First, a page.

Tuesday, August 02, 2005

Prejudices and the "Undermind"

"Wenn einer eine Reise tut, dann kann er was erzählen". (A German proverb: "When someone travels, he has a lot to tell about afterwards")
The last few weeks I have been traveling through altogether 9 European countries. Maybe you remember the American movie:"It´s Tuesday this must be Belgium."
This is about the way we traveled on this trip.
I haven’t done a lot of traveling the tourist way so far, have most often just been visiting close relatives when I was away from home. So this time I thought, I’ll use the chance to see as many places in Europe as possible. Who knows when I ever get another chance.
One other positive aspect for me was, that when I ride as passenger in a car or a bus or a train and see the landscape move by in front of my eyes, my thoughts also start moving.
(By the way, the other best place for me to think is the bathtub at home, where nothing at all is moving. Maybe its the Icelandic hot water, it’s full of sulphur and actually very good for your skin. Maybe it’s also good for the brain cells, mine at least.)

What I noticed most during my trip, when I was talking to the people I met, was that just about everybody from every nation or ethnic group seems to have some prejudices against people from other nations or ethnic minorities.
Many Germans are prejudiced against the Tschek and the Polish, many Tschek are prejudiced against the Polish and the Gypsies, most everybody else in Europe seems to fear the Germans are still Nazis in their hearts. And while many Icelanders are prejudiced against Asian immigrants into Iceland, most other Western-Europeans are now severly prejudiced against their Muslim immigrants.
And actually if I’m really honest, I have to include myself in this litany. How often don’t I just generalize "the Americans", when I talk about the horror and disgust I feel for the crimes of war and oppression organized by the American government and acted out by American military and intelligence agencies.
My friend Umkhalil thinks, that the major reason for all these prejudices people have against "the others" might be the superior complex nearly everybody has sometimes. And she is probably right in this.

Everybody has some doubts about him- or herself, feels slightly incompetent in some situations, and this makes him or her feel bad. But when we can compare ourselves favorable to somebody else our self-doubts get smaller and we feel better.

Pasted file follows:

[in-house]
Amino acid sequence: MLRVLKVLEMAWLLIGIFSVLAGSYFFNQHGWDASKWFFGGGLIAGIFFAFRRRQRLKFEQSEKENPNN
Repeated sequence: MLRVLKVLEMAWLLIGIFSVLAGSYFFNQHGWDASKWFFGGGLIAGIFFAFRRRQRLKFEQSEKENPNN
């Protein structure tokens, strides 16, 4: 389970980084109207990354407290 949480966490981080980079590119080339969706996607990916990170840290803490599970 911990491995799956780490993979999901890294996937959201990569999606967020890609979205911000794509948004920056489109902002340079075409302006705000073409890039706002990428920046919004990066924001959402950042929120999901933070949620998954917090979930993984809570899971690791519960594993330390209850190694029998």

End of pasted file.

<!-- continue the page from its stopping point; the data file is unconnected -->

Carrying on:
It’s the situation Jesus describes in the story about the Pharisee standing in the front row of the synagogue praising and thanking God for being so much better morally than the sinner back there in the last row. And Jesus said that the sinner in the last row who accepts that he has done wrong and asks sincerely for divine forgiveness will find far more favor in the eyes of God.
But alas, it seems to be human nature to think far more often like the Pharisee than the repentant sinner.
But we do not only compare ourselves individually with others, since we are social beings, nearly all of us identify with some social groups, very often a national or ethnic groups. And there we also try to make ourselves feel better by thinking that our group of people is morally, intellectually, economically or in some other way better than some other group.
Since this prejudiced thinking is so very common, it most often isn’t really dangerous to the people who are objects of our prejudices.
Take for instance an elderly German aunt of my husband’s (He is half German, half Icelandic and we were also visiting his German relatives on this trip). As a child she lived in Poland as a member of a German minority. Together with her mother and sister she was driven out of Poland during after WWII. She never grew out of the prejudices against the Polish people taught to her by her parents and neighbors so very long ago.
She actually told me that nearly all Polish are lazy workers and steal.
I just gaped at her. How can anybody nowadays believe a thing like this?
And this aunt is not a general right-winger hating all foreigners. She has quite a good relationship to the foreigners living on her block.
I told her, that I knew many Polish people from my parish. All of them are very diligent workers and would never think about stealing anything, ever.
"And besides, think about the German farmers who are sometimes interviewed on TV, when it is talked about forcing unemployed Germans into work as seasonal harvest helpers on farms. Those farmers are actually horrified by the thought of having to employ only Germans instead of the Polish who come year after year as guest workers for the harvesting season. The farmers say, that the Polish workers are by far more diligent and skilled in this hard work than any unemployed German they have sometimes tried to employ." "These are the special Polish" the aunt thinks, "They are exceptions."
So if this aunt would ever have to deal regularly with some Polish people, she would probably meet them at first with quite a bit of distrust. But after a while she would probably decide, that these Polish neighbors probably belong to the small group of the "special Polish". I don’t think that there would be too much harm done.